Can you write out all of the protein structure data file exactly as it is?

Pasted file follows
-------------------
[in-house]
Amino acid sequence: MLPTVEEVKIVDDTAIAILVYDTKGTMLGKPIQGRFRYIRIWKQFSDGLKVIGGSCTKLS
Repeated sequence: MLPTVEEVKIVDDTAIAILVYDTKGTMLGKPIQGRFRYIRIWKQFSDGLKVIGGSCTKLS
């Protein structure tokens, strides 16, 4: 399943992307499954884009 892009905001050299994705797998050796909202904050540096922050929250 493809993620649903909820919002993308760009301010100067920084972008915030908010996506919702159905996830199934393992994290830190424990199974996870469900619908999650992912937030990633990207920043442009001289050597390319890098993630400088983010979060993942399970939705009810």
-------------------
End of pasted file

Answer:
[in-house]
Amino acid sequence: MLPTVEEVKIVDDTAIAILVYDTKGTMLGKPIQGRFRYIRIWKQFSDGLKVIGGSCTKLS
Repeated sequence: MLPTVEEVKIVDDTAIAILVYDTKGTMLGKPIQGRFRYIRIWKQFSDGLKVIGGSCTKLS
């Protein structure tokens, strides 16, 4: 399943992307499954884009 892009905001050299994705797998050796909202904050540096922050929250 493809993620649903909820919002993308760009301010100067920084972008915030908010996506919702159905996830199934393992994290830190424990199974996870469900619908999650992912937030990633990207920043442009001289050597390319890098993630400088983010979060993942399970939705009810």